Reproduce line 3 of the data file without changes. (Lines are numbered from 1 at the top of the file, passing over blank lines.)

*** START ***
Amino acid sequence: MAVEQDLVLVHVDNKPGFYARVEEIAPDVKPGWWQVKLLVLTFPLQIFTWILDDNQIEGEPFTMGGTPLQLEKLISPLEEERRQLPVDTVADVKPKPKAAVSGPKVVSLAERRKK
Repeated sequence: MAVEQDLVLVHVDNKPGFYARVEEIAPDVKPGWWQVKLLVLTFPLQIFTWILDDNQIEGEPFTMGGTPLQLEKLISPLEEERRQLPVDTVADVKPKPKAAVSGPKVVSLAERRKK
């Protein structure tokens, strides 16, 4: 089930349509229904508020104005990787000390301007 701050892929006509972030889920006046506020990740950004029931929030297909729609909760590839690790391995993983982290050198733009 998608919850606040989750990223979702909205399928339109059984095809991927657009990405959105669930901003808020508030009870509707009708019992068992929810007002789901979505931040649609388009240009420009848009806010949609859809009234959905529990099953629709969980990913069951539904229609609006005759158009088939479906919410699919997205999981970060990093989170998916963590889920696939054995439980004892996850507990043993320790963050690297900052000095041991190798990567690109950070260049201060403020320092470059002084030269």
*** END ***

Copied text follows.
């Protein structure tokens, strides 16, 4: 089930349509229904508020104005990787000390301007 701050892929006509972030889920006046506020990740950004029931929030297909729609909760590839690790391995993983982290050198733009 998608919850606040989750990223979702909205399928339109059984095809991927657009990405959105669930901003808020508030009870509707009708019992068992929810007002789901979505931040649609388009240009420009848009806010949609859809009234959905529990099953629709969980990913069951539904229609609006005759158009088939479906919410699919997205999981970060990093989170998916963590889920696939054995439980004892996850507990043993320790963050690297900052000095041991190798990567690109950070260049201060403020320092470059002084030269």